New partner, new patent

Soligenix to expand biodefense and infectious disease product pipeline through collaboration with Intrexon

Lloyd Dunlap
PRINCETON, N.J.—Soligenix Inc., a clinical stage biopharmaceuticalcompany, will jointly develop a treatment for Melioidosis through a worldwideexclusive collaboration with Intrexon, a synthetic biology company. Soligenixintends to develop and commercialize human monoclonal antibody therapies fornew biodefense and infectious disease applications for Melioidosis usingIntrexon's advanced human antibody discovery, isolation and productiontechnologies. Soligenix's newly patented ThermoVax heat stabilizationtechnology will be used to avoid problems associated with cold-chain vaccinestorage and distribution.
 
 
Melioidosis is an often-lethal disease that is endemic inSoutheast Asia and Northern Australia. It is also considered a high-prioritybiodefense threat as defined in the 2012 Public Health Emergency MedicalCountermeasures Enterprise Strategy established by the U.S. Department ofHealth and Human Services with the potential for widespread disseminationthrough aerosol. The disease is caused by Burkholderia pseudomallei, a Gram-negative bacteria that is highly resistantto antibiotic treatment regimens. In many parts of Southeast Asia, mortalityrates are as high as 40 percent, making Melioidosis the third most common causeof death from infectious disease in that region after HIV/AIDS and tuberculosis.
 
 
Under the agreement, Intrexon will provide discovery anddevelopment of therapeutic antibody candidates, as well as optimize and expandproduction of human monoclonal antibodies targeting Melioidosis. Soligenix willundertake preclinical and clinical development, regulatory and governmentinteractions, as well as the commercialization of therapeutic products. Inaddition, Soligenix will issue to Intrexon 1,034,483 shares of its commonstock, representing 8.5 percent of Soligenix's issued and outstanding shares.Intrexon will also be granted the right to participate in securities offeringsthat may be conducted by Soligenix in the future as well as the right to makepurchases of Soligenix's common stock in the open market.
 
 
Dr. Christopher J. Schaber, president and CEO of Soligenix,believes the collaboration is unique because the goal is to develop a therapythat will treat both a deadly disease currently affecting millions of people aswell as fight a potential biological weapon.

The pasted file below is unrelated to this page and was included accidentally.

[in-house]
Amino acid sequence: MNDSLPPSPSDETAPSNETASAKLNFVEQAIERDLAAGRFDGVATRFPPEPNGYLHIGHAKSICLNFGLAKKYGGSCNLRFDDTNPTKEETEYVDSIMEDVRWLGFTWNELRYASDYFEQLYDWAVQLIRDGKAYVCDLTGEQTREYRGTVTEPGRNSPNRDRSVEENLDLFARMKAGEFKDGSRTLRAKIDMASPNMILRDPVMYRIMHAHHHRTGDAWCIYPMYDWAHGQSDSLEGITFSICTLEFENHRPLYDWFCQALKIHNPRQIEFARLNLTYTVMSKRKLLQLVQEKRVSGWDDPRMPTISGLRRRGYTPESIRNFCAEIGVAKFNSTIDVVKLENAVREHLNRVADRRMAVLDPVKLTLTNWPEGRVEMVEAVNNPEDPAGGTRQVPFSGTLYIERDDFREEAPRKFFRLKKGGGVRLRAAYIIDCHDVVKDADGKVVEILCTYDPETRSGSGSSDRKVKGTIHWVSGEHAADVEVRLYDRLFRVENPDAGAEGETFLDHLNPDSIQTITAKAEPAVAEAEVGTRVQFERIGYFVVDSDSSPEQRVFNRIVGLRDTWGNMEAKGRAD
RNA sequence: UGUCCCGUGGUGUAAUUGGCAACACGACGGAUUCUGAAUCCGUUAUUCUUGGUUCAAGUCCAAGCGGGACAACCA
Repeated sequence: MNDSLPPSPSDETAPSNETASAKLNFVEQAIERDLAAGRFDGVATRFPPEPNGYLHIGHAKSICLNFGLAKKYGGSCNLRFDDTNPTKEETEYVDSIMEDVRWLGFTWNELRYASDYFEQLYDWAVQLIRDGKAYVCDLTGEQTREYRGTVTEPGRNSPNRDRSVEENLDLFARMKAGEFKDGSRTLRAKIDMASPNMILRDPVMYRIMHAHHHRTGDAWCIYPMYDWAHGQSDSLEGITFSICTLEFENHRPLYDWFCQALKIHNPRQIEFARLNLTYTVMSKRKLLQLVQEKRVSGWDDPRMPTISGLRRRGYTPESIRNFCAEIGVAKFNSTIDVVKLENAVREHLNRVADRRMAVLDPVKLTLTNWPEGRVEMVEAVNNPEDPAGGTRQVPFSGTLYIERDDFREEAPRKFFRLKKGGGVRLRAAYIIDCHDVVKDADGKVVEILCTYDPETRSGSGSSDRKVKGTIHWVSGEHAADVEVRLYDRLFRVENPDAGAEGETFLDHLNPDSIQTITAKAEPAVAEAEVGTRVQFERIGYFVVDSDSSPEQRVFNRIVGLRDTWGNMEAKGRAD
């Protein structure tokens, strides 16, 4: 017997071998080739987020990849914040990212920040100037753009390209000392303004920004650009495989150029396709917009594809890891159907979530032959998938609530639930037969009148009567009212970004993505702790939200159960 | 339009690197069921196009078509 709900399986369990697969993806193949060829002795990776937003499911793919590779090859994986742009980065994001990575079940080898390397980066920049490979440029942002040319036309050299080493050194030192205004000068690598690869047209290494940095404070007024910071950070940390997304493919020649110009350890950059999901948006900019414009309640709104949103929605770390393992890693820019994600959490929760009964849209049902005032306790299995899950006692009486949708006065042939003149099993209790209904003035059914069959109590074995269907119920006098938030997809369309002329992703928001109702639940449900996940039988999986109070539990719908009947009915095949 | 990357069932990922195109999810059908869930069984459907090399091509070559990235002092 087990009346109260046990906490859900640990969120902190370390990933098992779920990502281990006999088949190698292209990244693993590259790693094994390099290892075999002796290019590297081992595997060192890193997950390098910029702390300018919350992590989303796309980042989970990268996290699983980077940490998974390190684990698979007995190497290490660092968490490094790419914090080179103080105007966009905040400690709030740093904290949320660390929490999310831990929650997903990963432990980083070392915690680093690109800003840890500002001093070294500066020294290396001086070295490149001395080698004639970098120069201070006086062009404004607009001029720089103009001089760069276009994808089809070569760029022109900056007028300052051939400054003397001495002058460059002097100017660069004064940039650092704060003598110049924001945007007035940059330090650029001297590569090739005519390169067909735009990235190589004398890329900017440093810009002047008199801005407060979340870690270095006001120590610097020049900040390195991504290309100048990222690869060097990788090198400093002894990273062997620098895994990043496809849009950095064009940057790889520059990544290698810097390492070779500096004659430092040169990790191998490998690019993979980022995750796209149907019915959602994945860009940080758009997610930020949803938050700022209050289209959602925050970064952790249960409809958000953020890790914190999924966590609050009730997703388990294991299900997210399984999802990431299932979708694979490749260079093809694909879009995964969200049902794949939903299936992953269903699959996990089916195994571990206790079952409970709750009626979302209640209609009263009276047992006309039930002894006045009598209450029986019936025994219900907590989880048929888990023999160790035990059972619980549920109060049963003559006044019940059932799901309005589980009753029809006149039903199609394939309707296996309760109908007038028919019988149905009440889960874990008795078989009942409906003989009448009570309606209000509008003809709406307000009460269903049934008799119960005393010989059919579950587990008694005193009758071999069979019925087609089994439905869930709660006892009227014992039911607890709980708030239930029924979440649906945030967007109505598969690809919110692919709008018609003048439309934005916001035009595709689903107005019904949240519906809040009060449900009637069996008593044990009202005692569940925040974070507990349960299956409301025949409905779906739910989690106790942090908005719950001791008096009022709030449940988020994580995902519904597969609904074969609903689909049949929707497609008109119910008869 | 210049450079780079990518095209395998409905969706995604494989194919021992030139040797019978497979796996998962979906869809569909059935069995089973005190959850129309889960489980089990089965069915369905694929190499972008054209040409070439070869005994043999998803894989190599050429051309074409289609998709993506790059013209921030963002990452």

"Our collaboration with Intrexon is consistent with ourcorporate strategy of building shareholder value through continuous evaluationof new product opportunities and acting upon those that meet Soligenix'smission of delivering disease-modifying therapies in areas of high unmet medicalneed," Schaber says.
 
 
Through its BioDefense Division, Soligenix is developingcountermeasures pursuant to the Biomedical Advanced Research and DevelopmentAuthority Strategic Plan of 2011-2016 for inclusion in the U.S. government'sStrategic National Stockpile. Soligenix's lead biodefense products indevelopment are a recombinant subunit vaccine called RiVax, which is designedto protect against the lethal effects of exposure to ricin toxin, andVeloThrax, a vaccine against anthrax exposure. Both vaccines are currently thesubject of a $9.4-million National Institute of Allergy and Infectious Diseasesgrant supporting development of Soligenix's new ThermoVax vaccine heatstabilization technology, for which the company was granted a patent last month.ThermoVax was developed specifically to overcome the problems that areencountered with freeze-drying vaccines that contain aluminum adjuvants whilesimultaneously engineering them to withstand extremes of temperature.
 
"The granting of the thermostabilization patent is asignificant milestone for the ThermoVax program and is a critical component inour commercialization strategy for vaccines that can avoid the increased costsand logistical burdens associated with cold-chain storage and distribution," statesSchaber. "We expect that the introduction of an effective technology forlong-term stabilization of vaccines has the potential to be a major advance inthe national effort to develop effective countermeasures and therapies forsignificant biothreats and emerging pathogens."
 
 
Soligenix has initiated discussions with a number of vaccinecompanies and non-profit organizations regarding the potential forcollaboration on heat-stable versions of their vaccine candidates, Schaberadds.

Lloyd Dunlap

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